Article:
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Viruses 2016, 8(12), 325;

Ion Channel Activity of Vpu Proteins Is Conserved throughout Evolution of HIV-1 and SIV

Membrane Biophysics, Technische Universität Darmstadt, 64287 Darmstadt, Germany
Institute of Virology, Helmholtz Zentrum Munich, 85764 Oberschleißheim, Germany
Computational Biology & Simulation Group, Deparment of Biology, Technische Universität Darmstadt, 64287 Darmstadt, Germany
Institute of Virology, Friedrich Alexander University, 91054 Erlangen, Germany
Department of Biology and CNR IBF-Mi, Università degli Studi di Milano, 20122 Milano, Italy
These authors contributed equally to this work.
Current address: Department of Neuroscience, Physiology & Pharmacology, University College London, London WC1E 6BT, UK.
Author to whom correspondence should be addressed.
Academic Editor: Andrew Mehle
Received: 7 October 2016 / Revised: 14 November 2016 / Accepted: 22 November 2016 / Published: 1 December 2016
(This article belongs to the Section Animal Viruses)
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The human immunodeficiency virus type 1 (HIV-1) protein Vpu is encoded exclusively by HIV-1 and related simian immunodeficiency viruses (SIVs). The transmembrane domain of the protein has dual functions: it counteracts the human restriction factor tetherin and forms a cation channel. Since these two functions are causally unrelated it remains unclear whether the channel activity has any relevance for viral release and replication. Here we examine structure and function correlates of different Vpu homologs from HIV-1 and SIV to understand if ion channel activity is an evolutionary conserved property of Vpu proteins. An electrophysiological testing of Vpus from different HIV-1 groups (N and P) and SIVs from chimpanzees (SIVcpz), and greater spot-nosed monkeys (SIVgsn) showed that they all generate channel activity in HEK293T cells. This implies a robust and evolutionary conserved channel activity and suggests that cation conductance may also have a conserved functional significance. View Full-Text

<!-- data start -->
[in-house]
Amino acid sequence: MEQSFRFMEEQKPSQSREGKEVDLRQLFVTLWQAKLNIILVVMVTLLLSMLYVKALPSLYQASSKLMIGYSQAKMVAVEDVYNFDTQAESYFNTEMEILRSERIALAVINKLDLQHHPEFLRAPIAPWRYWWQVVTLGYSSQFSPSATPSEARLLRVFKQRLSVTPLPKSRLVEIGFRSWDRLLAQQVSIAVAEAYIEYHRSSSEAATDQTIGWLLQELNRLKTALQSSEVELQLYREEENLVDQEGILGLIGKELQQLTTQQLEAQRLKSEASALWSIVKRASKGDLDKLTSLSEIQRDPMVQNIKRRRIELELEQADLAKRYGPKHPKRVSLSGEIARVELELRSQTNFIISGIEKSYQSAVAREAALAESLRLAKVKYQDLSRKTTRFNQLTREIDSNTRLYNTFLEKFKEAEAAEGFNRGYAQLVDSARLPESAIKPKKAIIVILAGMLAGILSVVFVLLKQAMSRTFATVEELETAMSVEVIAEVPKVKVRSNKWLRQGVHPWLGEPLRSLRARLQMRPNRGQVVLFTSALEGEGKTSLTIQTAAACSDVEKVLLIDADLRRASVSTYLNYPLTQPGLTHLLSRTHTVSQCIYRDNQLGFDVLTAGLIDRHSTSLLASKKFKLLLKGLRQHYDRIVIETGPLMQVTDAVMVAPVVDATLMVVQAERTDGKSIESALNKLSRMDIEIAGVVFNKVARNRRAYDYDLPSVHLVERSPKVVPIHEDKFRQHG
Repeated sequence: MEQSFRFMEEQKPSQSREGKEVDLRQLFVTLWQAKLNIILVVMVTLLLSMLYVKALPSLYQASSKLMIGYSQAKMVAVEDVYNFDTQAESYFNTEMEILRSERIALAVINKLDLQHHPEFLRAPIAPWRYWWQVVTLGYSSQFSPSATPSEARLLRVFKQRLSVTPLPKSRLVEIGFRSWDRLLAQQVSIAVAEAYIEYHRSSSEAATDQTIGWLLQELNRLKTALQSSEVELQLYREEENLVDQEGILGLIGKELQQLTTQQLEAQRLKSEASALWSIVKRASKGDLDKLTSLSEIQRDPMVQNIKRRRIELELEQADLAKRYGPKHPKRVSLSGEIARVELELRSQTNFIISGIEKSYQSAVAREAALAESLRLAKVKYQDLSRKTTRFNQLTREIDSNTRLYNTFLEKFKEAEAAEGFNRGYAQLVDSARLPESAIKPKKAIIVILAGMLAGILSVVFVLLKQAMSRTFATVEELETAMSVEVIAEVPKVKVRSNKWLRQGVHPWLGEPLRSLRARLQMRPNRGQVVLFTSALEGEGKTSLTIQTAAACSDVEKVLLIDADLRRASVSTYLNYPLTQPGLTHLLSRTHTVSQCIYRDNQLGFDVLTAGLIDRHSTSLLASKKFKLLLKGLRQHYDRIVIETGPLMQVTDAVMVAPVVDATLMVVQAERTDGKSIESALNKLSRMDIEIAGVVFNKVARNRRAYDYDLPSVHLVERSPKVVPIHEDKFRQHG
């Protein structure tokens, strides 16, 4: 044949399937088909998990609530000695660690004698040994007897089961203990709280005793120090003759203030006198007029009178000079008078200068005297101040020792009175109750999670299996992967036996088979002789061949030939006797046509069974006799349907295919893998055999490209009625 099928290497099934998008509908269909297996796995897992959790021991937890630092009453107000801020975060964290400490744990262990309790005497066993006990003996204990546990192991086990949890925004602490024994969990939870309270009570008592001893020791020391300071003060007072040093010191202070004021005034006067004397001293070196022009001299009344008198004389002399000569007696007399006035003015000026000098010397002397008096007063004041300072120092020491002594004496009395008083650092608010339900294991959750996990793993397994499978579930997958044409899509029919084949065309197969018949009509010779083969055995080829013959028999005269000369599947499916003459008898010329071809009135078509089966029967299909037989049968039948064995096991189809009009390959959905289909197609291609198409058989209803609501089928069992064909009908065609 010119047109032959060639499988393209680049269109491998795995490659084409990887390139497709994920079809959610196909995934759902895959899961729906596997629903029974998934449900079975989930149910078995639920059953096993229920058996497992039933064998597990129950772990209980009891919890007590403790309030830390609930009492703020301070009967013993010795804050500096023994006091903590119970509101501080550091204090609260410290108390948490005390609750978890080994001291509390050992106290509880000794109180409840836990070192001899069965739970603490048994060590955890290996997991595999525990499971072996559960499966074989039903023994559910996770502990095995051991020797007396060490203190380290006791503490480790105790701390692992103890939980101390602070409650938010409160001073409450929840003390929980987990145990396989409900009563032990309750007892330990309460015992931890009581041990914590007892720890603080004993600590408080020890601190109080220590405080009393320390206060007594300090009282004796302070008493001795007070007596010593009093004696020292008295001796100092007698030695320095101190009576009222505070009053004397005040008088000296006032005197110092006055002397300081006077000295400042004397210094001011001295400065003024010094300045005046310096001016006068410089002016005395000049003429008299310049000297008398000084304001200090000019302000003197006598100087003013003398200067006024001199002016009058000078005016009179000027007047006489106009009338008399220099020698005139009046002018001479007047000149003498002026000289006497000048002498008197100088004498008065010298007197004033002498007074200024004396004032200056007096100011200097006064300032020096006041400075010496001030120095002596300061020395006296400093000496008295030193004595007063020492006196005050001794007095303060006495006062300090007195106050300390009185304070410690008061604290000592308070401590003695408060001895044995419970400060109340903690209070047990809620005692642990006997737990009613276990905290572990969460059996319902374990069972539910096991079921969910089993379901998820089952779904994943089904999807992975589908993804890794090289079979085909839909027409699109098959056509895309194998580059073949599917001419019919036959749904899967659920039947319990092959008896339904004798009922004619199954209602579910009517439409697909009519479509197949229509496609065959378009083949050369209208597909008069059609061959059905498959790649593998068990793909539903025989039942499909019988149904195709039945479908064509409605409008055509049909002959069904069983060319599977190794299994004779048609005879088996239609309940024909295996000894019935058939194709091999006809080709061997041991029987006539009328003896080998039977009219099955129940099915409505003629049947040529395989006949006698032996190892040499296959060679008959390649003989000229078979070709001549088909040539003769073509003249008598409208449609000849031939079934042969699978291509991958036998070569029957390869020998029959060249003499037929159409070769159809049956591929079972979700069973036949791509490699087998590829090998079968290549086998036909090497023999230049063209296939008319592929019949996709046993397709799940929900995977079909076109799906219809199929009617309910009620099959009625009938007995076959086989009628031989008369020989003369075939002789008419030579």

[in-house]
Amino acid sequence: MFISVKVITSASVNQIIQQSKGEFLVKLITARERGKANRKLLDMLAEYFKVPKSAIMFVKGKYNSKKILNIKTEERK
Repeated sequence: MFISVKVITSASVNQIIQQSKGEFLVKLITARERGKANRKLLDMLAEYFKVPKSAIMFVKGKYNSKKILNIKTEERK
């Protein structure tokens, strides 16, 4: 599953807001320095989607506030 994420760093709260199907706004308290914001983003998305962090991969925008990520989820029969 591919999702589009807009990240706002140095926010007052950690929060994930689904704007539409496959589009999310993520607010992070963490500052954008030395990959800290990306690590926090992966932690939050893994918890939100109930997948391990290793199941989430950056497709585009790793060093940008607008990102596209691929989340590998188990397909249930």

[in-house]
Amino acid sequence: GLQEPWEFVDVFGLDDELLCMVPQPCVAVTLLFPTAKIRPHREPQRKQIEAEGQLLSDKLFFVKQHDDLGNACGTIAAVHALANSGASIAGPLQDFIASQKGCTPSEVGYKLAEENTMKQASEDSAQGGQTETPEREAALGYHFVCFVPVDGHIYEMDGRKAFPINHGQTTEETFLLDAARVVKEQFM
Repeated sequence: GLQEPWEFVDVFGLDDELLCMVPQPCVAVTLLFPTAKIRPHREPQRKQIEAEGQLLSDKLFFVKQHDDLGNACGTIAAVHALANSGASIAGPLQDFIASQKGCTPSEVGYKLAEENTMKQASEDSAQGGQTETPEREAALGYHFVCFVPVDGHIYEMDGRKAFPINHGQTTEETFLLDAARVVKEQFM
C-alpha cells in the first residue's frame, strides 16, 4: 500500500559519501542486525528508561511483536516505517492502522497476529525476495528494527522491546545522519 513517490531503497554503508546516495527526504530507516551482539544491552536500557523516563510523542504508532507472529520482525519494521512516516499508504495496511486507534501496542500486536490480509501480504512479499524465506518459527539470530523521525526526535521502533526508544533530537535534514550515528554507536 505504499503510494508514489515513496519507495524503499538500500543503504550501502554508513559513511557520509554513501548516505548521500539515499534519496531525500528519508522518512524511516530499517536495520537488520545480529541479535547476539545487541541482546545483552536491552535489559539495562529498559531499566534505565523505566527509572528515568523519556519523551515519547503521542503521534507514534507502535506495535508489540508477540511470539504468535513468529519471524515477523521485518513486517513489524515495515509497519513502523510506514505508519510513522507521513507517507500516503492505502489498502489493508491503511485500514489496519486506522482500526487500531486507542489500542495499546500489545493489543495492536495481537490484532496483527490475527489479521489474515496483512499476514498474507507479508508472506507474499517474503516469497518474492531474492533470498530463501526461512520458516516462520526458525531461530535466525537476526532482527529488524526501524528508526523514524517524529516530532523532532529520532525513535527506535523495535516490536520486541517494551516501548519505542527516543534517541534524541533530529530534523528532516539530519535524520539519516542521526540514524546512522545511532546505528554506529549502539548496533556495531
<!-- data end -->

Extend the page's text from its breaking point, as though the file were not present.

Keywords: Vpu channel function; viroporin; virus channel evolution; Vpu transmembrane domain Vpu channel function; viroporin; virus channel evolution; Vpu transmembrane domain

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This is an open access article distributed under the Creative Commons Attribution License which permits unrestricted use, distribution, and reproduction in any medium, provided the original work is properly cited (CC BY 4.0).

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Greiner, T.; Bolduan, S.; Hertel, B.; Groß, C.; Hamacher, K.; Schubert, U.; Moroni, A.; Thiel, G. Ion Channel Activity of Vpu Proteins Is Conserved throughout Evolution of HIV-1 and SIV. Viruses 2016, 8, 325.

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